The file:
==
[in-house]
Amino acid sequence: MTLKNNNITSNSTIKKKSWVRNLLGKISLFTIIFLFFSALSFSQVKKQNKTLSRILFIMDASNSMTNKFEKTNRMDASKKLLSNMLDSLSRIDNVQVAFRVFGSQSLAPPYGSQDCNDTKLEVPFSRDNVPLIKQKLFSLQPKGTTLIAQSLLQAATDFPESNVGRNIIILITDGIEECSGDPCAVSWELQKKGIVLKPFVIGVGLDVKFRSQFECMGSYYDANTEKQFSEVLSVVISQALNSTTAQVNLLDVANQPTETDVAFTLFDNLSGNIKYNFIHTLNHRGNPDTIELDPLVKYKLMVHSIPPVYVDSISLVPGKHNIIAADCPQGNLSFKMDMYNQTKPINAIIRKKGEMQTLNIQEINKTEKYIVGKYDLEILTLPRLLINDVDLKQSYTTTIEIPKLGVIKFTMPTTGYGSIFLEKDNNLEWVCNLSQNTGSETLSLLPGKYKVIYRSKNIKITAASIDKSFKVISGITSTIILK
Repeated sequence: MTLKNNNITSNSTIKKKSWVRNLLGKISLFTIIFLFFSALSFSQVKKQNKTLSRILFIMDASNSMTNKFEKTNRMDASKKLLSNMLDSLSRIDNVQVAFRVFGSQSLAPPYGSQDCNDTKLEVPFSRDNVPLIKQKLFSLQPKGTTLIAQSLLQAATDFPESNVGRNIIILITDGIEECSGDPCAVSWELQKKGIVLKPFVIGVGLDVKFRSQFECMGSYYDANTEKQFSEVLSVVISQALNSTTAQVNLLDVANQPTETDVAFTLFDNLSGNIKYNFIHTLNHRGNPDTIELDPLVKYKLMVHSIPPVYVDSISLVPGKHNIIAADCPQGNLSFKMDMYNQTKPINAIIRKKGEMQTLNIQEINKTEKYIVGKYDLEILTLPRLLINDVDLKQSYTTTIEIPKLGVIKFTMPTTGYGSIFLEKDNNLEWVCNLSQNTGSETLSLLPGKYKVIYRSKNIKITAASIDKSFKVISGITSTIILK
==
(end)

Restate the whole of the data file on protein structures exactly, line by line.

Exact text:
[in-house]
Amino acid sequence: MTLKNNNITSNSTIKKKSWVRNLLGKISLFTIIFLFFSALSFSQVKKQNKTLSRILFIMDASNSMTNKFEKTNRMDASKKLLSNMLDSLSRIDNVQVAFRVFGSQSLAPPYGSQDCNDTKLEVPFSRDNVPLIKQKLFSLQPKGTTLIAQSLLQAATDFPESNVGRNIIILITDGIEECSGDPCAVSWELQKKGIVLKPFVIGVGLDVKFRSQFECMGSYYDANTEKQFSEVLSVVISQALNSTTAQVNLLDVANQPTETDVAFTLFDNLSGNIKYNFIHTLNHRGNPDTIELDPLVKYKLMVHSIPPVYVDSISLVPGKHNIIAADCPQGNLSFKMDMYNQTKPINAIIRKKGEMQTLNIQEINKTEKYIVGKYDLEILTLPRLLINDVDLKQSYTTTIEIPKLGVIKFTMPTTGYGSIFLEKDNNLEWVCNLSQNTGSETLSLLPGKYKVIYRSKNIKITAASIDKSFKVISGITSTIILK
Repeated sequence: MTLKNNNITSNSTIKKKSWVRNLLGKISLFTIIFLFFSALSFSQVKKQNKTLSRILFIMDASNSMTNKFEKTNRMDASKKLLSNMLDSLSRIDNVQVAFRVFGSQSLAPPYGSQDCNDTKLEVPFSRDNVPLIKQKLFSLQPKGTTLIAQSLLQAATDFPESNVGRNIIILITDGIEECSGDPCAVSWELQKKGIVLKPFVIGVGLDVKFRSQFECMGSYYDANTEKQFSEVLSVVISQALNSTTAQVNLLDVANQPTETDVAFTLFDNLSGNIKYNFIHTLNHRGNPDTIELDPLVKYKLMVHSIPPVYVDSISLVPGKHNIIAADCPQGNLSFKMDMYNQTKPINAIIRKKGEMQTLNIQEINKTEKYIVGKYDLEILTLPRLLINDVDLKQSYTTTIEIPKLGVIKFTMPTTGYGSIFLEKDNNLEWVCNLSQNTGSETLSLLPGKYKVIYRSKNIKITAASIDKSFKVISGITSTIILK